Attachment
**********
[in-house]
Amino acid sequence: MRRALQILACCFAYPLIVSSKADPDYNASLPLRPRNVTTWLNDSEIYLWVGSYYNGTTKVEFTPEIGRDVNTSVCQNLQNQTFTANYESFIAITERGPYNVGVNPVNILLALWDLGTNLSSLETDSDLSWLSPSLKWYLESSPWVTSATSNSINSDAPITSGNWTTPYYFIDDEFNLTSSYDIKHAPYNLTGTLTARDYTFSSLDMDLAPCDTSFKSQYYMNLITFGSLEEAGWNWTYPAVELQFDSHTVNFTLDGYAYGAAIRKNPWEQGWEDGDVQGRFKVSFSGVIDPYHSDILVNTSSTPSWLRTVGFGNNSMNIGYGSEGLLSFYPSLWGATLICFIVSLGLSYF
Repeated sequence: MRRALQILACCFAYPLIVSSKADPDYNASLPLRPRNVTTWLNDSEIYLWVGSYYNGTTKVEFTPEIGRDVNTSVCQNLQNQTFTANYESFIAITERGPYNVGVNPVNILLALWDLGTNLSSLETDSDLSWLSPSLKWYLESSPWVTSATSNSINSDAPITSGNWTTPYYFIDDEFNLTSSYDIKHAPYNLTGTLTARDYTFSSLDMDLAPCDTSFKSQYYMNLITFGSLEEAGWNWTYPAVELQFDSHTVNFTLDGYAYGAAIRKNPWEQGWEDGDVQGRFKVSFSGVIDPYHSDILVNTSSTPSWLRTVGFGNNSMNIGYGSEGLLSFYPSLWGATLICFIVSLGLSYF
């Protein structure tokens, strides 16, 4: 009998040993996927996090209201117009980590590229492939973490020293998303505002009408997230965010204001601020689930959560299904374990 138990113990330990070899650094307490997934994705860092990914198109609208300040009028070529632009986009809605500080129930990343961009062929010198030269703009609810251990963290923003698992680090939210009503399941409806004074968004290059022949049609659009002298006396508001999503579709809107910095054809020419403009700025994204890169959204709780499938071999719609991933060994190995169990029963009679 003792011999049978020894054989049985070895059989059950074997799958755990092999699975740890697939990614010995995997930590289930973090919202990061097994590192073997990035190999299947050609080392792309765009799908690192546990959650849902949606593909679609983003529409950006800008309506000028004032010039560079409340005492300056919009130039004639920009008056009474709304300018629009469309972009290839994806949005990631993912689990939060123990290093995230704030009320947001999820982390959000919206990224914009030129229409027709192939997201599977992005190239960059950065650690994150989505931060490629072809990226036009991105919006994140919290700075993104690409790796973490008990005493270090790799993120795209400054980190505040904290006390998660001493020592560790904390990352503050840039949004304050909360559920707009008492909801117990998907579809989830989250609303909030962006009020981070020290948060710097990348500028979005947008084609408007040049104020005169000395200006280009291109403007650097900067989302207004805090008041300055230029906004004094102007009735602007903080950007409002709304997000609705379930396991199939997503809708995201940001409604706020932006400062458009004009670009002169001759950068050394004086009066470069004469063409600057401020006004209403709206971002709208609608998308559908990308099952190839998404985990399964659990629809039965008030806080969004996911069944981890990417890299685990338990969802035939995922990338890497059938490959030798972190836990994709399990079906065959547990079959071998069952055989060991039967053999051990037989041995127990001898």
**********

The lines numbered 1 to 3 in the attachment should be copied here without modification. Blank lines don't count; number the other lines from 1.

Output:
[in-house]
Amino acid sequence: MRRALQILACCFAYPLIVSSKADPDYNASLPLRPRNVTTWLNDSEIYLWVGSYYNGTTKVEFTPEIGRDVNTSVCQNLQNQTFTANYESFIAITERGPYNVGVNPVNILLALWDLGTNLSSLETDSDLSWLSPSLKWYLESSPWVTSATSNSINSDAPITSGNWTTPYYFIDDEFNLTSSYDIKHAPYNLTGTLTARDYTFSSLDMDLAPCDTSFKSQYYMNLITFGSLEEAGWNWTYPAVELQFDSHTVNFTLDGYAYGAAIRKNPWEQGWEDGDVQGRFKVSFSGVIDPYHSDILVNTSSTPSWLRTVGFGNNSMNIGYGSEGLLSFYPSLWGATLICFIVSLGLSYF
Repeated sequence: MRRALQILACCFAYPLIVSSKADPDYNASLPLRPRNVTTWLNDSEIYLWVGSYYNGTTKVEFTPEIGRDVNTSVCQNLQNQTFTANYESFIAITERGPYNVGVNPVNILLALWDLGTNLSSLETDSDLSWLSPSLKWYLESSPWVTSATSNSINSDAPITSGNWTTPYYFIDDEFNLTSSYDIKHAPYNLTGTLTARDYTFSSLDMDLAPCDTSFKSQYYMNLITFGSLEEAGWNWTYPAVELQFDSHTVNFTLDGYAYGAAIRKNPWEQGWEDGDVQGRFKVSFSGVIDPYHSDILVNTSSTPSWLRTVGFGNNSMNIGYGSEGLLSFYPSLWGATLICFIVSLGLSYF